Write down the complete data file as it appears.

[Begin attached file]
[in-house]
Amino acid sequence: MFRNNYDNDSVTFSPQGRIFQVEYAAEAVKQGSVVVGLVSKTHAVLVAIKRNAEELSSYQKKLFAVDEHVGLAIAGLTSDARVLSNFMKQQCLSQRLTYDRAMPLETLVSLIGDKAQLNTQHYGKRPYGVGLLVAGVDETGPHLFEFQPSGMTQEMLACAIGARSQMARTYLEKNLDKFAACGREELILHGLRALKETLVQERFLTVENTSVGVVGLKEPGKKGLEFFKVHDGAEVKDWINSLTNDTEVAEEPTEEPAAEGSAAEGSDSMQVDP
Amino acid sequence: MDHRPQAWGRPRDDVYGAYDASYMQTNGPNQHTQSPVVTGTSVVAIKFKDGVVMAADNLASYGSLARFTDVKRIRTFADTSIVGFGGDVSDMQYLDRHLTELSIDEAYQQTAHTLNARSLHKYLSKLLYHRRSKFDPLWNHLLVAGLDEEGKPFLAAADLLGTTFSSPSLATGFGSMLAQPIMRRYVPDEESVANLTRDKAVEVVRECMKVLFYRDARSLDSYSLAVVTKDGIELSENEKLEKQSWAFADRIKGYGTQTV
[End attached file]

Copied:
[in-house]
Amino acid sequence: MFRNNYDNDSVTFSPQGRIFQVEYAAEAVKQGSVVVGLVSKTHAVLVAIKRNAEELSSYQKKLFAVDEHVGLAIAGLTSDARVLSNFMKQQCLSQRLTYDRAMPLETLVSLIGDKAQLNTQHYGKRPYGVGLLVAGVDETGPHLFEFQPSGMTQEMLACAIGARSQMARTYLEKNLDKFAACGREELILHGLRALKETLVQERFLTVENTSVGVVGLKEPGKKGLEFFKVHDGAEVKDWINSLTNDTEVAEEPTEEPAAEGSAAEGSDSMQVDP
Amino acid sequence: MDHRPQAWGRPRDDVYGAYDASYMQTNGPNQHTQSPVVTGTSVVAIKFKDGVVMAADNLASYGSLARFTDVKRIRTFADTSIVGFGGDVSDMQYLDRHLTELSIDEAYQQTAHTLNARSLHKYLSKLLYHRRSKFDPLWNHLLVAGLDEEGKPFLAAADLLGTTFSSPSLATGFGSMLAQPIMRRYVPDEESVANLTRDKAVEVVRECMKVLFYRDARSLDSYSLAVVTKDGIELSENEKLEKQSWAFADRIKGYGTQTV